Chifengineer: That’s a great upgrade for cheap coin. My Shopsmith’s switch isn’t even broken but i’m going to pick one up purely for the safety upgrade. Thanks for the heads up.

I got my shopsmith (which I love) for free because the original own couldn’t find a buyer at any price for his 15 year old shopsmith. It came with a separate power station, bandsaw, lathe setup, a woodworker II sawblade, drill press gear (bits, mortise attachment and bits), belt sander, strip sander, shaper attachment, scroll saw, jointer, and a gazillion other small tools. I wasn’t even the first person he tried to give it away to. He literally couldn’t give it away.

It seems crazy to spend $27 for a switch, when I could buy a whole new shopsmith fir the same price!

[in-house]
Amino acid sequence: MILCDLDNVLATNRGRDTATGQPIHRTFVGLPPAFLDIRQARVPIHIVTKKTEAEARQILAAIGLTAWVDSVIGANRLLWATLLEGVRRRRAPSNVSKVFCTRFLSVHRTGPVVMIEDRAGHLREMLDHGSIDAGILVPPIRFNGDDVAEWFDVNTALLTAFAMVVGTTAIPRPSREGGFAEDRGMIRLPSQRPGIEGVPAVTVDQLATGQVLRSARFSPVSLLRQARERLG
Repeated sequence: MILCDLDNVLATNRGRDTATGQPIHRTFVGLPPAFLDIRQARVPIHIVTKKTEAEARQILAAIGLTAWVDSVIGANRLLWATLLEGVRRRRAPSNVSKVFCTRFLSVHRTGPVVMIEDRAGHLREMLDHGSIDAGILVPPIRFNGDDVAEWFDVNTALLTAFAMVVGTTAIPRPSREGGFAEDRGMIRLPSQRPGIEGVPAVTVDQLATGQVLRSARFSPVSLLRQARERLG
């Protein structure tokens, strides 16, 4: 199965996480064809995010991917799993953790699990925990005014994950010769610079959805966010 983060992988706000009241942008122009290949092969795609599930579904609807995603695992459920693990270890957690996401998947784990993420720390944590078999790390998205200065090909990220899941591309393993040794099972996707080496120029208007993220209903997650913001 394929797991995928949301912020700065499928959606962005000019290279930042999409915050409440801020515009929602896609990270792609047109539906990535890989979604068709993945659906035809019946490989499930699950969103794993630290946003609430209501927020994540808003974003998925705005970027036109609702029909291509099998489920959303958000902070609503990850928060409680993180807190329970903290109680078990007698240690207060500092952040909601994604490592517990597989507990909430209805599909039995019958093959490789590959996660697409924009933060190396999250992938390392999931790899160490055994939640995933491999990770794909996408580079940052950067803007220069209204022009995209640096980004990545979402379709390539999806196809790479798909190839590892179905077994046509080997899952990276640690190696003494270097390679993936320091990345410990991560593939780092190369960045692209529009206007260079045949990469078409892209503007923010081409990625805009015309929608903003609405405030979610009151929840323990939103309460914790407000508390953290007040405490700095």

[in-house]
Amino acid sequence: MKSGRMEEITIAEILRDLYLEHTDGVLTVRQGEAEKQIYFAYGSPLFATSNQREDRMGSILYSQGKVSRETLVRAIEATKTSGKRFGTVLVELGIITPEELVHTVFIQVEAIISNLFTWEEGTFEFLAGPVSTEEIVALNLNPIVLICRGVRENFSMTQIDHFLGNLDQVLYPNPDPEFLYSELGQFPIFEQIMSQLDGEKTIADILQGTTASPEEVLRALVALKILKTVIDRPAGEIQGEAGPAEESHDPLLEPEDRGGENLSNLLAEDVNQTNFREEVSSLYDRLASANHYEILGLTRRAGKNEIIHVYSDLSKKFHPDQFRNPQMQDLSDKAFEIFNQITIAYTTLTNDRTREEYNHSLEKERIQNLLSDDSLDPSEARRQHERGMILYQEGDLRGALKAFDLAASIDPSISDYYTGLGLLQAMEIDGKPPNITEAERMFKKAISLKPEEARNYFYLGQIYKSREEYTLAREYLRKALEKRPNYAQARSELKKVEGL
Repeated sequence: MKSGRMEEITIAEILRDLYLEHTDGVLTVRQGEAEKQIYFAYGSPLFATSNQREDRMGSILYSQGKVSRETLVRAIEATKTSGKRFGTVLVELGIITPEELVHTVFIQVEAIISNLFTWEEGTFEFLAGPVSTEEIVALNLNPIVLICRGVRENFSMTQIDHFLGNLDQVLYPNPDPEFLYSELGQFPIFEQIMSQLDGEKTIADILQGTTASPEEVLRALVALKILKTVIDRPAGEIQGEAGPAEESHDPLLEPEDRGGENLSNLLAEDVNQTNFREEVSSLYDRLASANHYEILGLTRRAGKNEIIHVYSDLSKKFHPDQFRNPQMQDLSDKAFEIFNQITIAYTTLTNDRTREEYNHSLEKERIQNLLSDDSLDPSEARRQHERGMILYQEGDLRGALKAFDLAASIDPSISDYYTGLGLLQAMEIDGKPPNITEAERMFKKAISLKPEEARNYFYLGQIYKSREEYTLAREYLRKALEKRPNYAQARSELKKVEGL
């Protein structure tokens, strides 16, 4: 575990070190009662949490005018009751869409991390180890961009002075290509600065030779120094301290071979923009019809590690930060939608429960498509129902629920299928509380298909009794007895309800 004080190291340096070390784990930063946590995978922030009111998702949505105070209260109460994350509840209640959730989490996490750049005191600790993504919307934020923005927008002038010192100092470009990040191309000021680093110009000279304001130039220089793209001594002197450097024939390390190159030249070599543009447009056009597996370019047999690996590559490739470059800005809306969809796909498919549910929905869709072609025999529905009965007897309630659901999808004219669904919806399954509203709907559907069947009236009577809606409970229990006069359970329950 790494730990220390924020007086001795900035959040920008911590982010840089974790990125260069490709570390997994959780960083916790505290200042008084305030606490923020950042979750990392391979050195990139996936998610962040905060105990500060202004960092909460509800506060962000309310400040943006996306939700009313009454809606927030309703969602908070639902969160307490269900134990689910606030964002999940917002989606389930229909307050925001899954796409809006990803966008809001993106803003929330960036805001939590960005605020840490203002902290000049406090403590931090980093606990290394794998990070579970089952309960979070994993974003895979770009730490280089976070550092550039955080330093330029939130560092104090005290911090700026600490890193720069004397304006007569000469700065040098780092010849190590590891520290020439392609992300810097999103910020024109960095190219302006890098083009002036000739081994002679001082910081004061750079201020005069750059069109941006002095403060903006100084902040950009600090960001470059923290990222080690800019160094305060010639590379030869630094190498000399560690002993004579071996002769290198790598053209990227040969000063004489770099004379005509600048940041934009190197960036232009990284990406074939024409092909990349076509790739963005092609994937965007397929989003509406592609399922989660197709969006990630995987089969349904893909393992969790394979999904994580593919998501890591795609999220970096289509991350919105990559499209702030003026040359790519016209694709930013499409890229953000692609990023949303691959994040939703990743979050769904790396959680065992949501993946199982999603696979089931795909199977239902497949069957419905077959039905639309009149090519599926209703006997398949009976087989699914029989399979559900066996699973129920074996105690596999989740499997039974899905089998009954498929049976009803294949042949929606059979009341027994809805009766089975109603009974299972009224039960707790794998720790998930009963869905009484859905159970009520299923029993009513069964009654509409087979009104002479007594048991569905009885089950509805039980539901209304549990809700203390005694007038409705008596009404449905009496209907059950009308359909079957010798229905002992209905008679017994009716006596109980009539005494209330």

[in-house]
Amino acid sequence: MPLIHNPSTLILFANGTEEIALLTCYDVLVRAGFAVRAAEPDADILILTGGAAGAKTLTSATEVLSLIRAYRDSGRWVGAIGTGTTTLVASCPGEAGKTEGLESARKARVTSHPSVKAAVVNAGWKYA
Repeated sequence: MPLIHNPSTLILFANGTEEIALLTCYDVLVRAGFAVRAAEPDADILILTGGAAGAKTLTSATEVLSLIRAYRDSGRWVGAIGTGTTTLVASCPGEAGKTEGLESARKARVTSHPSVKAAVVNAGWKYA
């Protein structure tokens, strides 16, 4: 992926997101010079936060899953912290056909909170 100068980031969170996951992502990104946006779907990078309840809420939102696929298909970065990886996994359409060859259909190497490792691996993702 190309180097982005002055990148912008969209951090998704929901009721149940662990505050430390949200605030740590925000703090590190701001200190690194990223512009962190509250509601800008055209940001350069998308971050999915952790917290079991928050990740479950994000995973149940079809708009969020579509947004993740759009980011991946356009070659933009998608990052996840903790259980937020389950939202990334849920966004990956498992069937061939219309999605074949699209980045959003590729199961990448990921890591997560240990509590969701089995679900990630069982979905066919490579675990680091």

-- Outside of a dog, a book is a man's best friend. Inside of a dog, it's too dark to read. -Groucho Marx

View HerbC's profile


1568 posts in 2281 days

#11 posted 01-28-2014 11:22 PM

There’s one listed on our local Craig’s List. It’s been there a long time. He only wants $1,500 for it.

Nope, I’m not biting.


-- Herb, Florida - Here's why I close most messages with "Be Careful!"

View oldnovice's profile


5655 posts in 2790 days

#12 posted 01-30-2014 05:15 AM

A standard light switch is an SPST, Single Pole Single Throw, and a toggle switch from a reputable company is only $5.99 from Amazon. One thing that should be noted, is that some of these switches are UL/CSA/VDE approved which is important as I have seen some cheap imports that do not have these approvals.


Or Ideal Industries
Or Carlin Technologies

There are also multi-pole and various combinations of throws available!
I worked in the industrial switch industry for the first 13 years of my electronics career so this forum hit one of my sweet spots!

-- "I never met a board I didn't like!"

View Nicholas Hall's profile

Nicholas Hall

350 posts in 1528 days